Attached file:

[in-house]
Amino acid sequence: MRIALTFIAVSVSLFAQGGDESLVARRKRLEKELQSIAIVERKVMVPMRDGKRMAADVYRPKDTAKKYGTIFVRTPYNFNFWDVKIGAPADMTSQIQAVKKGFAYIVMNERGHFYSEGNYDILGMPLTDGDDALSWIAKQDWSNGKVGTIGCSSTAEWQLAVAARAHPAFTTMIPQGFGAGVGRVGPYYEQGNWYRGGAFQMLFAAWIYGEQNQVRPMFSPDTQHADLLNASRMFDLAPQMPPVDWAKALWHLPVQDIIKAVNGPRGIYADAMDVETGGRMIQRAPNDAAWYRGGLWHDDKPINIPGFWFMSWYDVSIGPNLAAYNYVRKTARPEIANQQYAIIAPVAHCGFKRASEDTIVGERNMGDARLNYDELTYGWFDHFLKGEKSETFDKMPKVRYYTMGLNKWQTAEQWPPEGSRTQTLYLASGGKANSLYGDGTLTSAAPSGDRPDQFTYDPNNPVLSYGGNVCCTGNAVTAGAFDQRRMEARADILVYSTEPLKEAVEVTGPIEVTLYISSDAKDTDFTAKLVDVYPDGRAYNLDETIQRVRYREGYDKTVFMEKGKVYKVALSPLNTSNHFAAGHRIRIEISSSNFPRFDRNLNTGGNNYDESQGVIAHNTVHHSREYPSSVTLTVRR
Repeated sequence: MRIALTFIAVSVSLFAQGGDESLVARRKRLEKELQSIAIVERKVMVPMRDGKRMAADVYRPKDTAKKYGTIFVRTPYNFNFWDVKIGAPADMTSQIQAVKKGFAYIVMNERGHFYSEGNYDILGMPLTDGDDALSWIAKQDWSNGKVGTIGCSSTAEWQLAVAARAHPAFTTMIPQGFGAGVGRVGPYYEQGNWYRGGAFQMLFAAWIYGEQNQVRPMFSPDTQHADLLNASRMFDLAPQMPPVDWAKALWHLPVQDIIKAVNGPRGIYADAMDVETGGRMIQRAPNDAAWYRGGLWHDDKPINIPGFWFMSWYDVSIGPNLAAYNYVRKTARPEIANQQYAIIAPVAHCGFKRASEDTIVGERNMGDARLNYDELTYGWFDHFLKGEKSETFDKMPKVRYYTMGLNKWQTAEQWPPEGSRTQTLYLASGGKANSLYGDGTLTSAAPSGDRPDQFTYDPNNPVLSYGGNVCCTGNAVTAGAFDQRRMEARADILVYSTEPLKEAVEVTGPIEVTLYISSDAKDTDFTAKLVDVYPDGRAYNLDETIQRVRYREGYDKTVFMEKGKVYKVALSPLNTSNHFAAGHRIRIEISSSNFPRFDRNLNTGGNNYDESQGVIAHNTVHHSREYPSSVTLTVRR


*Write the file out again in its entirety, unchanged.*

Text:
[in-house]
Amino acid sequence: MRIALTFIAVSVSLFAQGGDESLVARRKRLEKELQSIAIVERKVMVPMRDGKRMAADVYRPKDTAKKYGTIFVRTPYNFNFWDVKIGAPADMTSQIQAVKKGFAYIVMNERGHFYSEGNYDILGMPLTDGDDALSWIAKQDWSNGKVGTIGCSSTAEWQLAVAARAHPAFTTMIPQGFGAGVGRVGPYYEQGNWYRGGAFQMLFAAWIYGEQNQVRPMFSPDTQHADLLNASRMFDLAPQMPPVDWAKALWHLPVQDIIKAVNGPRGIYADAMDVETGGRMIQRAPNDAAWYRGGLWHDDKPINIPGFWFMSWYDVSIGPNLAAYNYVRKTARPEIANQQYAIIAPVAHCGFKRASEDTIVGERNMGDARLNYDELTYGWFDHFLKGEKSETFDKMPKVRYYTMGLNKWQTAEQWPPEGSRTQTLYLASGGKANSLYGDGTLTSAAPSGDRPDQFTYDPNNPVLSYGGNVCCTGNAVTAGAFDQRRMEARADILVYSTEPLKEAVEVTGPIEVTLYISSDAKDTDFTAKLVDVYPDGRAYNLDETIQRVRYREGYDKTVFMEKGKVYKVALSPLNTSNHFAAGHRIRIEISSSNFPRFDRNLNTGGNNYDESQGVIAHNTVHHSREYPSSVTLTVRR
Repeated sequence: MRIALTFIAVSVSLFAQGGDESLVARRKRLEKELQSIAIVERKVMVPMRDGKRMAADVYRPKDTAKKYGTIFVRTPYNFNFWDVKIGAPADMTSQIQAVKKGFAYIVMNERGHFYSEGNYDILGMPLTDGDDALSWIAKQDWSNGKVGTIGCSSTAEWQLAVAARAHPAFTTMIPQGFGAGVGRVGPYYEQGNWYRGGAFQMLFAAWIYGEQNQVRPMFSPDTQHADLLNASRMFDLAPQMPPVDWAKALWHLPVQDIIKAVNGPRGIYADAMDVETGGRMIQRAPNDAAWYRGGLWHDDKPINIPGFWFMSWYDVSIGPNLAAYNYVRKTARPEIANQQYAIIAPVAHCGFKRASEDTIVGERNMGDARLNYDELTYGWFDHFLKGEKSETFDKMPKVRYYTMGLNKWQTAEQWPPEGSRTQTLYLASGGKANSLYGDGTLTSAAPSGDRPDQFTYDPNNPVLSYGGNVCCTGNAVTAGAFDQRRMEARADILVYSTEPLKEAVEVTGPIEVTLYISSDAKDTDFTAKLVDVYPDGRAYNLDETIQRVRYREGYDKTVFMEKGKVYKVALSPLNTSNHFAAGHRIRIEISSSNFPRFDRNLNTGGNNYDESQGVIAHNTVHHSREYPSSVTLTVRR